Engaging the "Archetypical" Participant
As seasoned facilitators, you are all surely familiar with the archetypical participants we repeatedly encounter. Each workshop seems to hold at least one of the following "types" of people: The Know-It-All; The Self-Deprecator; The Teacher-Pleaser; The Question-Asker; I could go on. But, I think you know.
Over the years, I have maneuvered my way through and with each of these archetypes, looking for ways to engage their buy in, without buying into their presentation of themselves. It can also be a balancing act to keep a training group bonding and working well together, when one person's personality [insert any other positive spin on this] dominates the group dynamic.
What are your techniques for engaging and these archetypes, without losing the crowd?
I don't typically look at people through an archetypal lens - I believe it's better to engage people as individuals rather than as roles.
Prevention is one of the best ways to create a positive learning and working environment. Preconsulting with the leader of the team or sponsor of the session is essential. Sometimes it's worthwhile to talk/meet with some of the participants as well, particularly if they represent strong opposing viewpoints or if there are unhealthy team dynamics.
When a person is dominating a session or taking away from the experience in other ways, these strategies can work:
- listening and talking with the person during a break
- asking, "Let's hear from someone who hasn't commented yet."
- changing the learning approach - show a relevant video, pair people to discuss a question, use a different activity - the change in pace can sometimes address the distracting behavior
Tendency to "normalize" human interaction in corporate settings is not supportive of inclusion and diversity. It creates an army of drones that think and act alike. History shows that misfits and "weirdos" (a/k/a neuro-diverse crowd) usually bring unique points of view to the table. This ability to see beyond the obvious is an essential component in the survival of the species or success of an enterprise.
Notably, some of the brightest minds have horrible social skills. We all probably met an incarnation of Dr. Sheldon Copper at some point. What would the world look like if Tesla, Einstein and so many others were silenced into compliance with some arbitrary norms of conduct? These are, of course, extreme examples but we all fall somewhere in that spectrum.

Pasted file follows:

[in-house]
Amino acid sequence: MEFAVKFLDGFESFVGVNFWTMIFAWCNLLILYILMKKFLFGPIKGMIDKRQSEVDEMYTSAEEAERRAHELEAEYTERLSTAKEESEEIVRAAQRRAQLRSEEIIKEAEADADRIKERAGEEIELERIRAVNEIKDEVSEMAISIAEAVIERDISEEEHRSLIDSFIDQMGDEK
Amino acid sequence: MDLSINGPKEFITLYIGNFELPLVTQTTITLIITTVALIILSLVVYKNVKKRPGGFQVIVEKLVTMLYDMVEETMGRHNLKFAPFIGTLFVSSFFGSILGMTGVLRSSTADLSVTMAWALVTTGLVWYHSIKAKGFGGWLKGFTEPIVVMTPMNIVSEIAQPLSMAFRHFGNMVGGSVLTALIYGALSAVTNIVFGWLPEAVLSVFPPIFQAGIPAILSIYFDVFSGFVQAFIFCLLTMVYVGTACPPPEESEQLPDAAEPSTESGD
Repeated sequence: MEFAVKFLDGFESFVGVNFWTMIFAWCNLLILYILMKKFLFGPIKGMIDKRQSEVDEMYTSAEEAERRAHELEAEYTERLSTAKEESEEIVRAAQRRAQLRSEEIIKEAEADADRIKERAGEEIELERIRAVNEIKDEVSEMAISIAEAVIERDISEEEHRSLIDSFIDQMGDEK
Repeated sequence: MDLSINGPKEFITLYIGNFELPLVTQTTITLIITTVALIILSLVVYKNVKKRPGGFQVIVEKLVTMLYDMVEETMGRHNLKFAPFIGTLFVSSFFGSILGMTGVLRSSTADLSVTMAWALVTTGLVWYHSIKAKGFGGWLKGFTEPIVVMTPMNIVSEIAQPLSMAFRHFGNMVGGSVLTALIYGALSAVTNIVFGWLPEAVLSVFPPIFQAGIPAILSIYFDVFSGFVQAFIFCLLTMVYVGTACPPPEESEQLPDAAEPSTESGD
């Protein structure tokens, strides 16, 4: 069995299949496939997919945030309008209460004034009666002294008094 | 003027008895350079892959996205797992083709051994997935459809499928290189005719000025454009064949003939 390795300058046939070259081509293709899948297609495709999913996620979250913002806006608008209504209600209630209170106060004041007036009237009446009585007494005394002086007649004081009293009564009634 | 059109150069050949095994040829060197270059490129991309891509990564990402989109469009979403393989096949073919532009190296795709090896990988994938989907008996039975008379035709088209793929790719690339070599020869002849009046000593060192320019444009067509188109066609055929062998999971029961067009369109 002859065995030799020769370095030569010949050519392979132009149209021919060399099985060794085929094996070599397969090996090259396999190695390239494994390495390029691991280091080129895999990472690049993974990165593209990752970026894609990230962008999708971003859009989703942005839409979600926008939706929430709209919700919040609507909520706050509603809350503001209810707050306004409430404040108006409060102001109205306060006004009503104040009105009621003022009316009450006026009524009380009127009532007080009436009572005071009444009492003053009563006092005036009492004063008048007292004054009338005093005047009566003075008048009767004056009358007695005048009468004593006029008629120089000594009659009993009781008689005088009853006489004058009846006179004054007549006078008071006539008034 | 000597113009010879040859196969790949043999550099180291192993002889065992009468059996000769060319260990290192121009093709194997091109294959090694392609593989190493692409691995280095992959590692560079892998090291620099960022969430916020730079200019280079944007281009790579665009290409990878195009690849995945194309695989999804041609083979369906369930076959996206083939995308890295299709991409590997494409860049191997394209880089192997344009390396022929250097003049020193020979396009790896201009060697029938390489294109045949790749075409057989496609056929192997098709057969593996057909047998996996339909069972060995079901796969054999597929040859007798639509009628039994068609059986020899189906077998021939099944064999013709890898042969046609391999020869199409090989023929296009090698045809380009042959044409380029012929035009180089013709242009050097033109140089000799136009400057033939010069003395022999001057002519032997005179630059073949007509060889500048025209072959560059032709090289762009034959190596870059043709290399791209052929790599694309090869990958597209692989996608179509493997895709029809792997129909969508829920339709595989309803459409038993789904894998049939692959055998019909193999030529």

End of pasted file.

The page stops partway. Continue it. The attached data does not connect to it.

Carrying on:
A facilitator's job is to provide guardrails, put some wind in everyone's sails and get the best out of each and every one of the audience. If s/he exudes respect, humility, authority and is well prepared, the audience will follow.
Clues (verbal or non-verbal) should be given to make it clear what constitutes unacceptable behavior in that particular setting. An alternative, more appropriate set of responses should be offered to manage conflicts, but not at the expense of the freely expressed opinions.
In the final analysis, the measure of success is not so much how well everyone gets along, but the quality of the outcome. Creating a sterile environment that kills dissent and creativity is more concerning than few hurt feelings or ruffled feathers... if the outcome is great.
We should be able to put on the big boys/girls pants, take on the challenge with cheer, abandon contempt and remember that anyone could do it if it was easy.
While contemplating the subject, I came across the following book that seams like a good read and right on point:
"Selfish, Scared and Stupid: Stop Fighting Human Nature And Increase Your Performance, Engagement And Influence"
-- Kieran Flanagan and Dan Gregory
And an interesting article:
As a Facilitator it's important to recognize those in our 'Helpful' crew and those in the 'disruptive' camp but the skill is not to show it and alienate participants. It's important everyone feels valued and comfortable and relaxed in the environment to get the best outcomes and full learning experience.
I like to champion the behavior of playfulness and begin my sessions by setting some group agreements in a fun and enjoyable way. It gives me a non confrontational platform to signal and call things out and it can be done without singling people out. It also empowers all participants